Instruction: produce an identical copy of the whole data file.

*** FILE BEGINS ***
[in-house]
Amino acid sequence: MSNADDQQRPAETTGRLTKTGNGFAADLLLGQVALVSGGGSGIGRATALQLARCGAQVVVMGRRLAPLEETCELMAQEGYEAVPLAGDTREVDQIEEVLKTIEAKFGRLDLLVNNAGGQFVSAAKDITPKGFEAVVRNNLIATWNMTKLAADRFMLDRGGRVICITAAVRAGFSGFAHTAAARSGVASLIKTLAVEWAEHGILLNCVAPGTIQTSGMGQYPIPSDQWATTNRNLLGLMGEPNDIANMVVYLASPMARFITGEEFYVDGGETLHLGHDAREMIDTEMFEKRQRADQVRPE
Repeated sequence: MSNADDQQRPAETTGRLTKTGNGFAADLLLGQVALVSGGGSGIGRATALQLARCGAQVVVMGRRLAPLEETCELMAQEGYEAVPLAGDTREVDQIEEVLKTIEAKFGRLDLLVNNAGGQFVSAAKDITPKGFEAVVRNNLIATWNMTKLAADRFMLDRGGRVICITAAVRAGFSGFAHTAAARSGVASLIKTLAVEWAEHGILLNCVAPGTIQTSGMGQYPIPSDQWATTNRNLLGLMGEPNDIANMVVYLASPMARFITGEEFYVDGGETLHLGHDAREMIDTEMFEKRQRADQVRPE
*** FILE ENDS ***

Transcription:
[in-house]
Amino acid sequence: MSNADDQQRPAETTGRLTKTGNGFAADLLLGQVALVSGGGSGIGRATALQLARCGAQVVVMGRRLAPLEETCELMAQEGYEAVPLAGDTREVDQIEEVLKTIEAKFGRLDLLVNNAGGQFVSAAKDITPKGFEAVVRNNLIATWNMTKLAADRFMLDRGGRVICITAAVRAGFSGFAHTAAARSGVASLIKTLAVEWAEHGILLNCVAPGTIQTSGMGQYPIPSDQWATTNRNLLGLMGEPNDIANMVVYLASPMARFITGEEFYVDGGETLHLGHDAREMIDTEMFEKRQRADQVRPE
Repeated sequence: MSNADDQQRPAETTGRLTKTGNGFAADLLLGQVALVSGGGSGIGRATALQLARCGAQVVVMGRRLAPLEETCELMAQEGYEAVPLAGDTREVDQIEEVLKTIEAKFGRLDLLVNNAGGQFVSAAKDITPKGFEAVVRNNLIATWNMTKLAADRFMLDRGGRVICITAAVRAGFSGFAHTAAARSGVASLIKTLAVEWAEHGILLNCVAPGTIQTSGMGQYPIPSDQWATTNRNLLGLMGEPNDIANMVVYLASPMARFITGEEFYVDGGETLHLGHDAREMIDTEMFEKRQRADQVRPE